Solar Impulse 2 back in Switzerland

Plane’s stay at Dübendorf would be temporary, company looking for best option

Image Credit: Reuters
Staff unload the Solar Impulse 2 aircraft from a cargo aircraft in Duebendorf near Zurich, Switzerland. Solar Impulse plane completed a round the world flight without fuel in July 2016 in Abu Dhabi.
Gulf News

Abu Dhabi: Solar Impulse 2 (Si2), the first zero-fuel airplane that circumnavigated the world, is waiting for its future role after it was shipped back to Switzerland from Abu Dhabi last week.

The plane had set several world records by flying more than 40,000km in 17 legs and 15 months on solar power alone, crossing Asia, the Pacific, the USA, the Atlantic, the Mediterranean and the Middle East. The plane supported by Abu Dhabi Future Energy Company, Masdar, had started its world trip from Abu Dhabi and completed it here with Swiss adventurers Bertrand Piccard and Andre Borschberg taking turns in the cockpit.

Now Si2 is finally back to its origins, where the idea began and the adventure of perpetual endurance started 13 years ago, the Solar Impulse teams said.

“The airplane couldn’t stay in Abu Dhabi, therefore, we brought it back to Switzerland where we have a hangar to store it until we find the best option,” an official spokesperson of Solar Impulse, the organisation that owns the plane, told Gulf News by email from Switzerland on Wednesday.

Asked whether the public can see the plane at Dübendorf airfield in Switzerland where it is being kept now, she said: “The airplane won’t be reassembled in Dübendorf because the hangar doesn’t allow it; it’s too small. Therefore, we will not organise public display.”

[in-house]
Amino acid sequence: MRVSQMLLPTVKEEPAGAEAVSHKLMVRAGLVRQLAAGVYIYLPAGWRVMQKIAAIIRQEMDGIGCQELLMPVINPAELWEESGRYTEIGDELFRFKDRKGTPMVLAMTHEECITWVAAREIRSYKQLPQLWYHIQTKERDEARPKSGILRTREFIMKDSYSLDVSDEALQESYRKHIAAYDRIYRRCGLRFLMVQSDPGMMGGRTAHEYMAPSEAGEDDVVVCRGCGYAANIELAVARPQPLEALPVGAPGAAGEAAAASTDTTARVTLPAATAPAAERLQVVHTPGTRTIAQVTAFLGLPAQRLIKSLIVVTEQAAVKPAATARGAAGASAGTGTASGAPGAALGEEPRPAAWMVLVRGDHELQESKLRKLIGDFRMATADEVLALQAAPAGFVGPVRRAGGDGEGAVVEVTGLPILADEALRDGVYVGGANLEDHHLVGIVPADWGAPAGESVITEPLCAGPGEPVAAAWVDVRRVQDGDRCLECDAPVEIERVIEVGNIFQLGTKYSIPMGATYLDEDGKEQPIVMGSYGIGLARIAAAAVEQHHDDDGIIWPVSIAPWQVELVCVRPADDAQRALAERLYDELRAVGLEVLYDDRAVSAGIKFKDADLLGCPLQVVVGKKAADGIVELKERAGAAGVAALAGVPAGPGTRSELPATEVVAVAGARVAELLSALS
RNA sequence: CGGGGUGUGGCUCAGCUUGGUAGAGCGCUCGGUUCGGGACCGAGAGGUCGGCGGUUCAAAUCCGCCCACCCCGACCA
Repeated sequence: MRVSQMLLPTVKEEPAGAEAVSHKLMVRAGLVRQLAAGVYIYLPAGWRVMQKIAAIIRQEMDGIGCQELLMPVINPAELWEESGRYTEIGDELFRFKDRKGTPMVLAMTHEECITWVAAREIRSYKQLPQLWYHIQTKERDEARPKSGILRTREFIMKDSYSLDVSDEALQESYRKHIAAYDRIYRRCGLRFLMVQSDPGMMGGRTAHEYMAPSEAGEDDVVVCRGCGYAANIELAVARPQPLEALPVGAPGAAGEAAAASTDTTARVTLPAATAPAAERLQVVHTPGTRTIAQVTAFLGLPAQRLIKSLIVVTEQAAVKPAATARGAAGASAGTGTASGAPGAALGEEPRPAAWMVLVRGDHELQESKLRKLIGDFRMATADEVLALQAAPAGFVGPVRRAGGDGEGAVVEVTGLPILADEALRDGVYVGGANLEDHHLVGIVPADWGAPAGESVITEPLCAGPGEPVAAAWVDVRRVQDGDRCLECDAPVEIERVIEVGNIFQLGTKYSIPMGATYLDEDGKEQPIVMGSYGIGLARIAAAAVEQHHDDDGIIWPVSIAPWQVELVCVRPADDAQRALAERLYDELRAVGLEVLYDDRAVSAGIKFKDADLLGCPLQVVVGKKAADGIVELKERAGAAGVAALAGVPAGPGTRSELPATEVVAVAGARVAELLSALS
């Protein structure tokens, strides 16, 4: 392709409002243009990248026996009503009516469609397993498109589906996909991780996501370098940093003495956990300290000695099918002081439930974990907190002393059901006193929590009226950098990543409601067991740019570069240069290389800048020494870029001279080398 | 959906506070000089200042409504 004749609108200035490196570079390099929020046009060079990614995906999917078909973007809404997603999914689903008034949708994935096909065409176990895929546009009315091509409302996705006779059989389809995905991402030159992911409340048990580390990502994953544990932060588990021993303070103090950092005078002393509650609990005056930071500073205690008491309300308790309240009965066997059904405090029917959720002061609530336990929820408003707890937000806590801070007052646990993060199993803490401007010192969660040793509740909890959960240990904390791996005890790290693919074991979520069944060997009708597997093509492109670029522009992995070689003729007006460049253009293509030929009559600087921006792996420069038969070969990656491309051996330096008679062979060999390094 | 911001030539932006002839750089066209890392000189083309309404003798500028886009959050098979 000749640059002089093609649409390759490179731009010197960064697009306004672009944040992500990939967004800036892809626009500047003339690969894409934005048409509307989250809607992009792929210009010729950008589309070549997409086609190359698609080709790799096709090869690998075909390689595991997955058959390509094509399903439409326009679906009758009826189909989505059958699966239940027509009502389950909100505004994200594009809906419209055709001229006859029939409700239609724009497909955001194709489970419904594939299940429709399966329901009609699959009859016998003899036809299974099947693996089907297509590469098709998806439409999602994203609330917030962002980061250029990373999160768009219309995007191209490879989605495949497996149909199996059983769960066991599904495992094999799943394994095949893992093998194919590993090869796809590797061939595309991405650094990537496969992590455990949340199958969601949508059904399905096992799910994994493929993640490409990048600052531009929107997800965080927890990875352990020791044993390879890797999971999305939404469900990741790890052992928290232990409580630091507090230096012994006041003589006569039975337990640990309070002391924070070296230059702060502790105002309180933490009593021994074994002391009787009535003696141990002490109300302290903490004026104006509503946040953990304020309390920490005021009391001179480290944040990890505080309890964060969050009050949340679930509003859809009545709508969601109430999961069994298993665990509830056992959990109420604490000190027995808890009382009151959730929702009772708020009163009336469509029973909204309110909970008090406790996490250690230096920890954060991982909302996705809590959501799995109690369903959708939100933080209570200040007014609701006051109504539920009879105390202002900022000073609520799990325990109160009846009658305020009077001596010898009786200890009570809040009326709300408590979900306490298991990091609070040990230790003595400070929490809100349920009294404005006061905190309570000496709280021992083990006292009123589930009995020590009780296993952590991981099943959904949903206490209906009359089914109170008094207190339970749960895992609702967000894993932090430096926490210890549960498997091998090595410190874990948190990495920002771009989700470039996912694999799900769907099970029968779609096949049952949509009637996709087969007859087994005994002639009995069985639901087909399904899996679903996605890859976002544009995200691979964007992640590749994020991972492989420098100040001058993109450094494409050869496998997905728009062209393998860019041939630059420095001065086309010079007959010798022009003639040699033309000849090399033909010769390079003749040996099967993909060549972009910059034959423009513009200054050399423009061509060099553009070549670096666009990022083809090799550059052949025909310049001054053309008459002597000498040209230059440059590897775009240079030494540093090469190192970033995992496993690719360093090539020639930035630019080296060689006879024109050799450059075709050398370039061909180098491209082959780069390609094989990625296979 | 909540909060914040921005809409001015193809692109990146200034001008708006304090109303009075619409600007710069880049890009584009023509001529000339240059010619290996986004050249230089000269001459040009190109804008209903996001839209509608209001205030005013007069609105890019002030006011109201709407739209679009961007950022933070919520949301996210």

A Solar Impulse announcement said the plane’s stay at Dübendorf would be temporary as they were looking for the best option for her future. They added that it was not an easy task given the plane’s 72-metre wingspan! The design of the aircraft, the right weather window or the necessary authorisations were challenging in this regard, they said.

Museums in different parts of the world have shown keen interest in hosting Si2, but none of them has sufficient space for an airplane that size. Asked whether this option was totally ruled out due to the plane’s size, the spokesperson said: “ No, if we cannot find a place where the airplane can be displayed entirely, we are also considering displaying only part of the plane — its fuselage, cockpit, wing etc,” she said.

Solar Impulse is considering using the plane in future technological projects. The spokesperson said the possible areas of the projects would be electrical propulsion and power management, but it was too early to give the details.

Borschberg, one of the pilots, said: “Si2 is now back in Dübendorf, where it was designed and built and where the team is currently working on new and efficient transportation solutions.”

Piccard, another co-pilot, said: “Solar Impulse’s message continues. The flight around the world was only the first part of the adventure; the second is the World Alliance for Clean Technologies that was launched in Marrakesh on November 11.”

Solar Impulse said its engineers have been continuing to work on innovative projects, such as unmanned and high endurance electric aircraft.

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